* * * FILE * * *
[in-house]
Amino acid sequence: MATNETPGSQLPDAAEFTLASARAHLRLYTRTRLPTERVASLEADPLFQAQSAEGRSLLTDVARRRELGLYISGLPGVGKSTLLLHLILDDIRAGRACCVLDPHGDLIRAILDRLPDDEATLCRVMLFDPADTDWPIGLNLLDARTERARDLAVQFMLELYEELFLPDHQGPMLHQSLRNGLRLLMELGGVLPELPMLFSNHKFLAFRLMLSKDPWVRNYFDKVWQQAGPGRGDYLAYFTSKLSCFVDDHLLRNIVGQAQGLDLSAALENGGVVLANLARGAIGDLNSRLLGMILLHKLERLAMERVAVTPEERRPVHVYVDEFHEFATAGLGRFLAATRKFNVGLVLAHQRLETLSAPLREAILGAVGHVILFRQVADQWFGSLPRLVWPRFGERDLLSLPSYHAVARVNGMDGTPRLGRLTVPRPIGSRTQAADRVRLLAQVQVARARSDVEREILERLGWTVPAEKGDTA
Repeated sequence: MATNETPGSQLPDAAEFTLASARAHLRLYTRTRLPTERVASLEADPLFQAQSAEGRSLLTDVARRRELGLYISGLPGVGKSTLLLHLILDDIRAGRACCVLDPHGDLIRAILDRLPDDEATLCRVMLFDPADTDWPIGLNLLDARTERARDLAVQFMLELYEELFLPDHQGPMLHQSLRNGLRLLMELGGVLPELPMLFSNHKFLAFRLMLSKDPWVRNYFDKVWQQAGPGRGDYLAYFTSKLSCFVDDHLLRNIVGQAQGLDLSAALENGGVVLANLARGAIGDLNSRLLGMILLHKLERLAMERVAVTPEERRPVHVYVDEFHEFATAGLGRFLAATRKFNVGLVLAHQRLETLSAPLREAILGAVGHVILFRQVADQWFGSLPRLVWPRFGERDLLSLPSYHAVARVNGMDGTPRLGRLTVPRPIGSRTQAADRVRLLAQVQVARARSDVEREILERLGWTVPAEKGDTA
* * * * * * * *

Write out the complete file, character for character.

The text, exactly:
[in-house]
Amino acid sequence: MATNETPGSQLPDAAEFTLASARAHLRLYTRTRLPTERVASLEADPLFQAQSAEGRSLLTDVARRRELGLYISGLPGVGKSTLLLHLILDDIRAGRACCVLDPHGDLIRAILDRLPDDEATLCRVMLFDPADTDWPIGLNLLDARTERARDLAVQFMLELYEELFLPDHQGPMLHQSLRNGLRLLMELGGVLPELPMLFSNHKFLAFRLMLSKDPWVRNYFDKVWQQAGPGRGDYLAYFTSKLSCFVDDHLLRNIVGQAQGLDLSAALENGGVVLANLARGAIGDLNSRLLGMILLHKLERLAMERVAVTPEERRPVHVYVDEFHEFATAGLGRFLAATRKFNVGLVLAHQRLETLSAPLREAILGAVGHVILFRQVADQWFGSLPRLVWPRFGERDLLSLPSYHAVARVNGMDGTPRLGRLTVPRPIGSRTQAADRVRLLAQVQVARARSDVEREILERLGWTVPAEKGDTA
Repeated sequence: MATNETPGSQLPDAAEFTLASARAHLRLYTRTRLPTERVASLEADPLFQAQSAEGRSLLTDVARRRELGLYISGLPGVGKSTLLLHLILDDIRAGRACCVLDPHGDLIRAILDRLPDDEATLCRVMLFDPADTDWPIGLNLLDARTERARDLAVQFMLELYEELFLPDHQGPMLHQSLRNGLRLLMELGGVLPELPMLFSNHKFLAFRLMLSKDPWVRNYFDKVWQQAGPGRGDYLAYFTSKLSCFVDDHLLRNIVGQAQGLDLSAALENGGVVLANLARGAIGDLNSRLLGMILLHKLERLAMERVAVTPEERRPVHVYVDEFHEFATAGLGRFLAATRKFNVGLVLAHQRLETLSAPLREAILGAVGHVILFRQVADQWFGSLPRLVWPRFGERDLLSLPSYHAVARVNGMDGTPRLGRLTVPRPIGSRTQAADRVRLLAQVQVARARSDVEREILERLGWTVPAEKGDTA